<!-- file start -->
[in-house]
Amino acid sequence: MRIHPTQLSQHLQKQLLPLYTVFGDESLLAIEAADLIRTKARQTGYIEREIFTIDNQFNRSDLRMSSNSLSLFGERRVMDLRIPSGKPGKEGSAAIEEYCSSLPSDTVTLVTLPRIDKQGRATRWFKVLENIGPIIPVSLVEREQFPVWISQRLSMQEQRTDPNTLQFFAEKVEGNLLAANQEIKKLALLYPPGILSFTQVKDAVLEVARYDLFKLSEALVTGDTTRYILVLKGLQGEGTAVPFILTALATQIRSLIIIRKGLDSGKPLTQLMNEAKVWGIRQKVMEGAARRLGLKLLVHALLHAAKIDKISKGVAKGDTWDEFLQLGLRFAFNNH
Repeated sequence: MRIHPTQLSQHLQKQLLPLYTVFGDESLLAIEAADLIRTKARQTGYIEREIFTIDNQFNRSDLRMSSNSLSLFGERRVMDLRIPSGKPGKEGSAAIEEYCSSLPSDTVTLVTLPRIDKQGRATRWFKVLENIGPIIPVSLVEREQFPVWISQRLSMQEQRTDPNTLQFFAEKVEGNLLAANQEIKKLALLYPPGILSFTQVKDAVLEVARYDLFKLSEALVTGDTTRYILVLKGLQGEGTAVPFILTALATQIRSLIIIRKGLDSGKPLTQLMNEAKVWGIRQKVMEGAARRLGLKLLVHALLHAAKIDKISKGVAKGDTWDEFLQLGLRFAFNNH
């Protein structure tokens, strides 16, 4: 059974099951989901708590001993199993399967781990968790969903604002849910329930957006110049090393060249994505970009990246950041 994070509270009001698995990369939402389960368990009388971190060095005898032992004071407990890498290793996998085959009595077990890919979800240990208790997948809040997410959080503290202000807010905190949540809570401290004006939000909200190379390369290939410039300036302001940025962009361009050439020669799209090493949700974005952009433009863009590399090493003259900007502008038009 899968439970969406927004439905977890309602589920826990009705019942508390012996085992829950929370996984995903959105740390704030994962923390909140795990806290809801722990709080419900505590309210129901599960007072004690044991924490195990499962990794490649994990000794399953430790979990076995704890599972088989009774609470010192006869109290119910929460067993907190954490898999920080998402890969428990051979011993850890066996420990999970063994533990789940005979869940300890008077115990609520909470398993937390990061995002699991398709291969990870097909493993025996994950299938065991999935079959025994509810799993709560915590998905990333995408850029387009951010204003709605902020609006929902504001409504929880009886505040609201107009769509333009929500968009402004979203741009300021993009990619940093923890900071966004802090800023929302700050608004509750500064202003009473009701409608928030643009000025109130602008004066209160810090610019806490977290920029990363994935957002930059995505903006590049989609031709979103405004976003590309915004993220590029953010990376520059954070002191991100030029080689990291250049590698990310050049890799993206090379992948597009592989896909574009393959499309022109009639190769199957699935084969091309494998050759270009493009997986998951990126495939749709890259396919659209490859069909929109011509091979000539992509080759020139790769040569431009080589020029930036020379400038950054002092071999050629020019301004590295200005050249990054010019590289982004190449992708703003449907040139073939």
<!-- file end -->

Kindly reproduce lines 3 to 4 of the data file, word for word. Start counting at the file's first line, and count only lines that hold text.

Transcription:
Repeated sequence: MRIHPTQLSQHLQKQLLPLYTVFGDESLLAIEAADLIRTKARQTGYIEREIFTIDNQFNRSDLRMSSNSLSLFGERRVMDLRIPSGKPGKEGSAAIEEYCSSLPSDTVTLVTLPRIDKQGRATRWFKVLENIGPIIPVSLVEREQFPVWISQRLSMQEQRTDPNTLQFFAEKVEGNLLAANQEIKKLALLYPPGILSFTQVKDAVLEVARYDLFKLSEALVTGDTTRYILVLKGLQGEGTAVPFILTALATQIRSLIIIRKGLDSGKPLTQLMNEAKVWGIRQKVMEGAARRLGLKLLVHALLHAAKIDKISKGVAKGDTWDEFLQLGLRFAFNNH
């Protein structure tokens, strides 16, 4: 059974099951989901708590001993199993399967781990968790969903604002849910329930957006110049090393060249994505970009990246950041 994070509270009001698995990369939402389960368990009388971190060095005898032992004071407990890498290793996998085959009595077990890919979800240990208790997948809040997410959080503290202000807010905190949540809570401290004006939000909200190379390369290939410039300036302001940025962009361009050439020669799209090493949700974005952009433009863009590399090493003259900007502008038009 899968439970969406927004439905977890309602589920826990009705019942508390012996085992829950929370996984995903959105740390704030994962923390909140795990806290809801722990709080419900505590309210129901599960007072004690044991924490195990499962990794490649994990000794399953430790979990076995704890599972088989009774609470010192006869109290119910929460067993907190954490898999920080998402890969428990051979011993850890066996420990999970063994533990789940005979869940300890008077115990609520909470398993937390990061995002699991398709291969990870097909493993025996994950299938065991999935079959025994509810799993709560915590998905990333995408850029387009951010204003709605902020609006929902504001409504929880009886505040609201107009769509333009929500968009402004979203741009300021993009990619940093923890900071966004802090800023929302700050608004509750500064202003009473009701409608928030643009000025109130602008004066209160810090610019806490977290920029990363994935957002930059995505903006590049989609031709979103405004976003590309915004993220590029953010990376520059954070002191991100030029080689990291250049590698990310050049890799993206090379992948597009592989896909574009393959499309022109009639190769199957699935084969091309494998050759270009493009997986998951990126495939749709890259396919659209490859069909929109011509091979000539992509080759020139790769040569431009080589020029930036020379400038950054002092071999050629020019301004590295200005050249990054010019590289982004190449992708703003449907040139073939």